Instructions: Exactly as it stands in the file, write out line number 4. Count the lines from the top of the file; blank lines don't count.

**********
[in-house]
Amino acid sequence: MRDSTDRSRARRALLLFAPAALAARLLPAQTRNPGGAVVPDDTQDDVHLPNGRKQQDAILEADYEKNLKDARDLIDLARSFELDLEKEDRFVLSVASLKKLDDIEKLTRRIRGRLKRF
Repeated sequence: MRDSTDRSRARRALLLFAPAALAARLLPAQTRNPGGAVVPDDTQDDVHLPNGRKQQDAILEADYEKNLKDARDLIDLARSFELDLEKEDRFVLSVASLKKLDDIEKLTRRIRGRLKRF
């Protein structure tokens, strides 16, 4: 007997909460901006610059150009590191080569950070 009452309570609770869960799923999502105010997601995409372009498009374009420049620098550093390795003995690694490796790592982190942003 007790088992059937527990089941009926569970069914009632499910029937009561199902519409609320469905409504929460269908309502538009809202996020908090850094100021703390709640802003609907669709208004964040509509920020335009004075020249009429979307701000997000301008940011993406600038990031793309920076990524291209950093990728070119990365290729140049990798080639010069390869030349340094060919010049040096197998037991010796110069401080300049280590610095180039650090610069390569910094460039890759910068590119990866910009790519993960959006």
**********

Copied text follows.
């Protein structure tokens, strides 16, 4: 007997909460901006610059150009590191080569950070 009452309570609770869960799923999502105010997601995409372009498009374009420049620098550093390795003995690694490796790592982190942003 007790088992059937527990089941009926569970069914009632499910029937009561199902519409609320469905409504929460269908309502538009809202996020908090850094100021703390709640802003609907669709208004964040509509920020335009004075020249009429979307701000997000301008940011993406600038990031793309920076990524291209950093990728070119990365290729140049990798080639010069390869030349340094060919010049040096197998037991010796110069401080300049280590610095180039650090610069390569910094460039890759910068590119990866910009790519993960959006």